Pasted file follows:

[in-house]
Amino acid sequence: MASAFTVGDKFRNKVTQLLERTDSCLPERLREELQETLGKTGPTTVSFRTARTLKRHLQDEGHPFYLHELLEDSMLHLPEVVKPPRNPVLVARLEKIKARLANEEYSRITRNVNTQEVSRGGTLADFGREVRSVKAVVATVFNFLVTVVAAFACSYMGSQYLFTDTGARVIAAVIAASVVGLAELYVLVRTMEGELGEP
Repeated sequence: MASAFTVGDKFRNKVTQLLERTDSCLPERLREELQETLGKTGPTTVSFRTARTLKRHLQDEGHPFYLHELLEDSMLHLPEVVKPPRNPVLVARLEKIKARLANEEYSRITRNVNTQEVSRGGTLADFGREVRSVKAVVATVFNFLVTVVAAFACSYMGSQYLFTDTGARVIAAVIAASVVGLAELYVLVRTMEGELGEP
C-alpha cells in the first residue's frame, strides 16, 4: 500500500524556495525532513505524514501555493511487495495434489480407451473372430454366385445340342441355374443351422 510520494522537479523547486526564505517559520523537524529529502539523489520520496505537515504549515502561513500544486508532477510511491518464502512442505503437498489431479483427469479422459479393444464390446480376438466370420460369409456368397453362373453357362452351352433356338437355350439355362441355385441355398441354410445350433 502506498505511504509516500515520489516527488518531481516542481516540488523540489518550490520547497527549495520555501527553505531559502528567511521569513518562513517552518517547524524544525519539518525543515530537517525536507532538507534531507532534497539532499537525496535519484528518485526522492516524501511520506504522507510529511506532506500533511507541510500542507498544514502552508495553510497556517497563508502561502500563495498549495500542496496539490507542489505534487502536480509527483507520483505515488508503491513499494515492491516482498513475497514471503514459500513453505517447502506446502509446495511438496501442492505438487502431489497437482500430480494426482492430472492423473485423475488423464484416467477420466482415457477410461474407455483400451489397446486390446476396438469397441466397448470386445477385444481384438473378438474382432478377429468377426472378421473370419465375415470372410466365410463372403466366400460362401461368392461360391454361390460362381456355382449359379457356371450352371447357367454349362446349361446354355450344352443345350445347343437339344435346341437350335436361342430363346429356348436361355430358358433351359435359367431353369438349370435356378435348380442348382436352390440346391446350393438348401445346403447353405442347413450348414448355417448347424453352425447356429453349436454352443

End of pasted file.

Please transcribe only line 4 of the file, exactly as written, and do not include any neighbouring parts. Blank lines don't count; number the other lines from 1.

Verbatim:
C-alpha cells in the first residue's frame, strides 16, 4: 500500500524556495525532513505524514501555493511487495495434489480407451473372430454366385445340342441355374443351422 510520494522537479523547486526564505517559520523537524529529502539523489520520496505537515504549515502561513500544486508532477510511491518464502512442505503437498489431479483427469479422459479393444464390446480376438466370420460369409456368397453362373453357362452351352433356338437355350439355362441355385441355398441354410445350433 502506498505511504509516500515520489516527488518531481516542481516540488523540489518550490520547497527549495520555501527553505531559502528567511521569513518562513517552518517547524524544525519539518525543515530537517525536507532538507534531507532534497539532499537525496535519484528518485526522492516524501511520506504522507510529511506532506500533511507541510500542507498544514502552508495553510497556517497563508502561502500563495498549495500542496496539490507542489505534487502536480509527483507520483505515488508503491513499494515492491516482498513475497514471503514459500513453505517447502506446502509446495511438496501442492505438487502431489497437482500430480494426482492430472492423473485423475488423464484416467477420466482415457477410461474407455483400451489397446486390446476396438469397441466397448470386445477385444481384438473378438474382432478377429468377426472378421473370419465375415470372410466365410463372403466366400460362401461368392461360391454361390460362381456355382449359379457356371450352371447357367454349362446349361446354355450344352443345350445347343437339344435346341437350335436361342430363346429356348436361355430358358433351359435359367431353369438349370435356378435348380442348382436352390440346391446350393438348401445346403447353405442347413450348414448355417448347424453352425447356429453349436454352443